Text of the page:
Balancing Test Required For Who Gets to Attend a Texas Trade Secrets Hearing

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A common situation in Texas trade secret litigation is that the plaintiff-owner of the alleged trade secrets objects to the defendant’s representative sitting in the courtroom because the rep will hear about trade secrets and use them against the owner. Does due process allow the judge to exclude the defendant’s rep from the courtroom?

In the recent M-I LLC case, the Texas Supreme Court held that the judge must hear evidence and conduct a balancing test to weigh the degree of competitive harm to the owner against the defendant’s need for assistance from the representative to defend itself.[1]  So, before holding an actual temporary injunction hearing, the judge first has to conduct a preliminary hearing—an “M-I” hearingto decide who gets to attend the temporary injunction hearing.

The M-I hearing requirement raises important questions.  First, how do you say it?  Is it an “M One” hearing or an “M Eye” hearing? Second, and more important, how will an M-I hearing work in a typical trade secrets lawsuit?

Suppose Owner has filed suit against TSTC—Trade Secret Thief Corp.—alleging that it hired a former employee of Owner who transferred Owner’s double-super-secret “customerlist.xls” file to a USB drive on his last day of work. Owner schedules a hearing on a temporary injunction to block Employee from disclosing Owner’s customer list.

Thief Corp.’s lawyers show up for the hearing with Eliza Hamilton, Thief Corp.’s representative and “VP for Marketing,” who plans to listen to Owner’s witnesses and then rebut their testimony. Owner objects to Hamilton sitting in the courtroom on the ground that she will hear testimony about Owner’s trade secrets and will inevitably use such information against Owner.

What is the judge to do under M-I? Here is what we know:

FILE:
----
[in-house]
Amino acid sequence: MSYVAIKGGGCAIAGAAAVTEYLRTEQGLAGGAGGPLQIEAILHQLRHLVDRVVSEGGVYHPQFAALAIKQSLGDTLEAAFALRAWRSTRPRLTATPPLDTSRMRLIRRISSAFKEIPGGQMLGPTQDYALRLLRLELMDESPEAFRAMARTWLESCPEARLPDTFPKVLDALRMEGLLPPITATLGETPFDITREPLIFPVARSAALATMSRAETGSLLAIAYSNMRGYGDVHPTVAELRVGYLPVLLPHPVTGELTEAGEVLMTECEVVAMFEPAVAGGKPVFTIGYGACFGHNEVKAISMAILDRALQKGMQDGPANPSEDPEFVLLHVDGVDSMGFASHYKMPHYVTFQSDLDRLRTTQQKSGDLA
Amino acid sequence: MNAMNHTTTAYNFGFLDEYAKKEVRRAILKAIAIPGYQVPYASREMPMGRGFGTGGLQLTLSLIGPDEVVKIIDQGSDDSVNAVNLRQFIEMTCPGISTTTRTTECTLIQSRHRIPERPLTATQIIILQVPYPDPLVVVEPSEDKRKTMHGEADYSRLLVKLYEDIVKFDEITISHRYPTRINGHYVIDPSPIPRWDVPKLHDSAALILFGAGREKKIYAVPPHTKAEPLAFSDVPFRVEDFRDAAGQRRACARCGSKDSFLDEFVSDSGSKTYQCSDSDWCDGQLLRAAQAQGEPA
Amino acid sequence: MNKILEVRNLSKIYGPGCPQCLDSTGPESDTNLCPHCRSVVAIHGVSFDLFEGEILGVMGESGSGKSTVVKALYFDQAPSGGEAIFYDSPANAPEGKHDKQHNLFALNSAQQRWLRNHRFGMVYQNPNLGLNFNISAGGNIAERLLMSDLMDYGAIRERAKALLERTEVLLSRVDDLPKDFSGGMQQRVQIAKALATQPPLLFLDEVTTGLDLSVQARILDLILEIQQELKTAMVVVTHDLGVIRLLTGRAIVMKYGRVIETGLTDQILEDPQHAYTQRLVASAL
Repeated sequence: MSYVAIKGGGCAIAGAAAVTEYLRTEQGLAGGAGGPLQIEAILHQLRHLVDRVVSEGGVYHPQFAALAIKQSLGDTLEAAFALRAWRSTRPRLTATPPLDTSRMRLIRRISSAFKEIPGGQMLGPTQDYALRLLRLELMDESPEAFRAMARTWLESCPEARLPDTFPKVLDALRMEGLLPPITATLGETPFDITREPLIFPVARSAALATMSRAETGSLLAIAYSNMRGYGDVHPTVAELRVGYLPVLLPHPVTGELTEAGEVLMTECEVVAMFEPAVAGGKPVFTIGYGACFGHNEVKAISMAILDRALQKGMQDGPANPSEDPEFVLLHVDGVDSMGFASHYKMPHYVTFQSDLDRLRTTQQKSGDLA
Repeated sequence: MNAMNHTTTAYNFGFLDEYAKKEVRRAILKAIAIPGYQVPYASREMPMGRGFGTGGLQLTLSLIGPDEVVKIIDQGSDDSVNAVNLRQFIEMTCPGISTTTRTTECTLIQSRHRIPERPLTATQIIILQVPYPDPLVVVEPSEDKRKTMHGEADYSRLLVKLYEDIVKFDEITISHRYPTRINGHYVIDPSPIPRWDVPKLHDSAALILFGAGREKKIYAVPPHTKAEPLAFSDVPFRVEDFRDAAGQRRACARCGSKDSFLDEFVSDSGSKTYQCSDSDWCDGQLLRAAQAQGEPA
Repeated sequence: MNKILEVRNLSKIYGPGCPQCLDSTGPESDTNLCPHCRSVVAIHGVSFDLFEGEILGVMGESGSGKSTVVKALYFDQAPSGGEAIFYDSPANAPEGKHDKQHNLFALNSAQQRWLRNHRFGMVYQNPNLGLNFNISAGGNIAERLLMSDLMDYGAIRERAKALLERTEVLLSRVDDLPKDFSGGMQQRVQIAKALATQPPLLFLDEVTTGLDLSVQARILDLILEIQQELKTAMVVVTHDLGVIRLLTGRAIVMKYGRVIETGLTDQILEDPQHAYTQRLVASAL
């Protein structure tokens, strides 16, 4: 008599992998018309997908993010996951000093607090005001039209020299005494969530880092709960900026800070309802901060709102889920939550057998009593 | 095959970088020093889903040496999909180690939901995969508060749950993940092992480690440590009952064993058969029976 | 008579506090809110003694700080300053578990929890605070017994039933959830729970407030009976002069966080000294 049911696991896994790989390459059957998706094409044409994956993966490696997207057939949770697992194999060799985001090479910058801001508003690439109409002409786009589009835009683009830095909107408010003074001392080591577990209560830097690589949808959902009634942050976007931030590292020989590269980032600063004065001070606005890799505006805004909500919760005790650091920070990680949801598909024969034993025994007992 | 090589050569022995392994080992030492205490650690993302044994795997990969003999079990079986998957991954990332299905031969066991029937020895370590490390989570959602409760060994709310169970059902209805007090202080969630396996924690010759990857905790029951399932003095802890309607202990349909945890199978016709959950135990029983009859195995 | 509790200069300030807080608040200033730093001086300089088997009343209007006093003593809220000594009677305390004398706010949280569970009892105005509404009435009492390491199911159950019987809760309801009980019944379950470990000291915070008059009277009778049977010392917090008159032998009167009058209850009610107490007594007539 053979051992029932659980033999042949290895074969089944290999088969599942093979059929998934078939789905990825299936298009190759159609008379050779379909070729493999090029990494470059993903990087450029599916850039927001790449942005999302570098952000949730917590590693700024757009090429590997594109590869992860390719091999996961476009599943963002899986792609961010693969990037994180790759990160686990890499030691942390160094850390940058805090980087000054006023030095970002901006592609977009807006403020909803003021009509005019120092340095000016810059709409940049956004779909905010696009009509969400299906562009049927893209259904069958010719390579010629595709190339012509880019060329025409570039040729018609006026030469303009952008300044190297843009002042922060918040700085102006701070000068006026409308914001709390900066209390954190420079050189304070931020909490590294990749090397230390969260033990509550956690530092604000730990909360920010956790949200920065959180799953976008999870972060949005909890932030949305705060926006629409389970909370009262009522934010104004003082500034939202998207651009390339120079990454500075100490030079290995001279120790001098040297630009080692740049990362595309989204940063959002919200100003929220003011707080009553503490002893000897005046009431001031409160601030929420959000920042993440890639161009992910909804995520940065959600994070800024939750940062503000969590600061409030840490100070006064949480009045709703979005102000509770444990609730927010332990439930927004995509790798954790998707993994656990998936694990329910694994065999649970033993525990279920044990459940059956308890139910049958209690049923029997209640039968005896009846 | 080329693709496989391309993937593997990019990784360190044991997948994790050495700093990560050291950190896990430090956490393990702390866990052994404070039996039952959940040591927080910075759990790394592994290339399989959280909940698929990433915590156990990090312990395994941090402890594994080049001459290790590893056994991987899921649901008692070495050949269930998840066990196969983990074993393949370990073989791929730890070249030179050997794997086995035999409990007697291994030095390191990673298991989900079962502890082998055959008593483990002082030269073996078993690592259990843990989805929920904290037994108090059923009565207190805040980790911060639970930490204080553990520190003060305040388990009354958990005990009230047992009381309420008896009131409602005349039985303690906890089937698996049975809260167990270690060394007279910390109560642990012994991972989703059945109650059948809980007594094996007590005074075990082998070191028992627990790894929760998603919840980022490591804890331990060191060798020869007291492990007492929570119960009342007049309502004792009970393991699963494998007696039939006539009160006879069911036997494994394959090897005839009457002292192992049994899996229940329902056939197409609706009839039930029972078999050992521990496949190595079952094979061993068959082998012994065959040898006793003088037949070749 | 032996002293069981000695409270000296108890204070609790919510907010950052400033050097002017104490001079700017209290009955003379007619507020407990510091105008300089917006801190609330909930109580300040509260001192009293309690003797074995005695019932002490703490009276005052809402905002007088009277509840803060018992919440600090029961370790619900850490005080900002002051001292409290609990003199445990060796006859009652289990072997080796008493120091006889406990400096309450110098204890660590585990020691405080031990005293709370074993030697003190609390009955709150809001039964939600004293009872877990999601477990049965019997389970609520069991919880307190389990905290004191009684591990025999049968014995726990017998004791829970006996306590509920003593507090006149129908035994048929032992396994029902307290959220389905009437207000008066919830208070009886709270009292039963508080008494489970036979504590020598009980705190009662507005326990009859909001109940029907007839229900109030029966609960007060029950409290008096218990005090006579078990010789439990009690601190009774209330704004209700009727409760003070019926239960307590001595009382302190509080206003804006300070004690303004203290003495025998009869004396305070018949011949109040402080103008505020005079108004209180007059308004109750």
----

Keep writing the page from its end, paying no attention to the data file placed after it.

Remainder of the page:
1. The judge must “determine the degree of competitive harm” Owner will suffer from dissemination of its alleged trade secrets to Hamilton.
  1. To make this determination, the court must consider the “relative value” of Owner’s alleged trade secrets and whether Hamilton acts as a “competitive decision-maker” for Thief Corp.
  1. The judge also needs to consider Hamilton’s role at Thief Corp., particularly whether, by virtue of that role, she has “specialized expertise that would not have been available to [Thief Corp.’s] outside experts.”
  1. Before deciding whether to exclude Hamilton from the courtroom, the judge needs to hear evidence on each of the issues above.

So, the judge first has to hear evidence—without the corporate rep present—on the relative value of the alleged trade secrets. This of course overlaps with one of the elements of whether the stolen file is a trade secret in the first place: “independent economic value.”[2]

This means that to decide whether Hamilton gets to attend the temporary injunction hearing, where one of the issues will be whether the customer list has any significant value, the judge must first determine in the M-I hearing if the customer list has any significant value.